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Time to consolidate

Chris Farrell Mar 20, 2012

Question: Having had three job changes, my investments are in three locations, with a fourth about to start. I have a Roth with Merrill Lynch, 401(k) with Vanguard and 401(k) with Principal Financial Group. Is it a benefit to combine all investments into one account? I need to educate myself on my money. Most that I have invested is in aggressive funds. I am 47 and getting older each day!! Jeff, Tulsa, OK

Answer: Your experience is common. People change jobs over time and one consequence is they end up with a string of retirement savings plans from different financial firms and a bunch of mutual fund investments. I think there are genuine benefits to consolidating the accounts. Before doing anything, I spend some time going over what you have and where you want to be invested. And you’re still young!

(As an aside, I’ve been to Tulsa several times. I’ve always enjoyed my trips — especially walking through the gardens at the Philbrook Museum of Art, wandering around the western art collection at the Gilcrease Museum and visiting the University of Tulsa.)

I am concerned that you have so much of your retirement funds in the more aggressive fund categories. The fundamental insight of finance is that you create the possibility of earning a higher return by taking greater risk. But there is no guarantee, even with a long-term horizon, that you’ll make that higher return. You could lose out. You want a well-diversified portfolio.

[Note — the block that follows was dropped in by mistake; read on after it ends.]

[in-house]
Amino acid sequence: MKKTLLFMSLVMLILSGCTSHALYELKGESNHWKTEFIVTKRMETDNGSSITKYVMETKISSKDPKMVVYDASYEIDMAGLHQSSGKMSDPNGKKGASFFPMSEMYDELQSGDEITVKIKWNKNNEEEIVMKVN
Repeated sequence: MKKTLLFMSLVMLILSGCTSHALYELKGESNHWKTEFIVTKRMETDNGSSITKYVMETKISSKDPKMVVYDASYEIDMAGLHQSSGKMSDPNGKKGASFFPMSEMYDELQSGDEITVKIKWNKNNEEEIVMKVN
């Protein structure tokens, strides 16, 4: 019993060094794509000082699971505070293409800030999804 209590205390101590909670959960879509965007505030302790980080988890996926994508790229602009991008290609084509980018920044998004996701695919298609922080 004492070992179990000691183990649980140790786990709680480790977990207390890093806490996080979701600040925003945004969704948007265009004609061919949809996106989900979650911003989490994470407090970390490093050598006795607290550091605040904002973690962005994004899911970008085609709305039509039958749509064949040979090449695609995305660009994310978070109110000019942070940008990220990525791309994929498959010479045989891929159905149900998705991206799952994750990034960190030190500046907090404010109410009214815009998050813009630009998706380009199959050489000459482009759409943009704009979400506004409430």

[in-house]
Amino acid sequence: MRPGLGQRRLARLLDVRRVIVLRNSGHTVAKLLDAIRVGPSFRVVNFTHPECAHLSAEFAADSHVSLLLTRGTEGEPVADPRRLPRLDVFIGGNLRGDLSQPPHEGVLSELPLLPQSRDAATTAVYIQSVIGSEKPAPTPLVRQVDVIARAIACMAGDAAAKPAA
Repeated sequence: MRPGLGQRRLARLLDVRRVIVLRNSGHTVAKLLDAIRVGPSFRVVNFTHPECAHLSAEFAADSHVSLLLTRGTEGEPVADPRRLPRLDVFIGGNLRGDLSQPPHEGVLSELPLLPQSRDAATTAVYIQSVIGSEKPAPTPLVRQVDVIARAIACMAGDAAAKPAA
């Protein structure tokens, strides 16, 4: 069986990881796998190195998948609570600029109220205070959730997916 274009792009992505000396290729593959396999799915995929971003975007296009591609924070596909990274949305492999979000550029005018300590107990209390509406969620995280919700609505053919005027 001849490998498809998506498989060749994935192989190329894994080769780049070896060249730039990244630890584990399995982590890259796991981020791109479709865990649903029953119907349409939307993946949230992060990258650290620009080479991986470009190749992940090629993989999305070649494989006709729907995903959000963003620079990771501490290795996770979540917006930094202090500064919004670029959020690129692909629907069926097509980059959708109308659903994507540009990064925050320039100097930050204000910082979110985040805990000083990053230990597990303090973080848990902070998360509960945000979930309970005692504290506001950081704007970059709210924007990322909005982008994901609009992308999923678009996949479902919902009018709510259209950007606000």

For instance, stocks are riskier than bonds since equities represent the uncertain rewards for entrepreneurship, while bonds are long-term contracts that spell out when borrowers must make principal and interest payments. Despite the hours people spend agonizing over mutual funds and worrying over the market’s every twist, asset allocation is the main determinant of your portfolio’s performance. Asset allocation is a fancy way of saying that how you divide your money among the investment options available to you.

One way to figure out what kind of portfolio you should have is to think about your career and your goals. The more secure your income from work, the more risk you can afford to take with your portfolio — and vice versa. You also want to come up with a sense of what would it take for you to have a minimally comfortable standard of living in retirement. You hope to do better, of course. But a minimal benchmark allows you to better match your investments with your retirement goals.

A good short book on how to invest over a lifetime is The Random Walk Guide to Investing by Burton Malkiel. It deals well with asset allocation, diversification, risk and return. Malkiel is an advocate for keeping it simple — always good advice.



I would also look at in Risk Less and Prosper: Your Guide to Safer Investing by Zvi Bodie and Rachelle Taqqu.

The two authors make a strong case for investing with a conservative eye on downside risk rather than upside gain. I like the way they match up money with career and lifestyle.

Between those two works, you could develop a good idea about what kind of portfolio you want. And then consolidate your 401(k)s into that portfolio.

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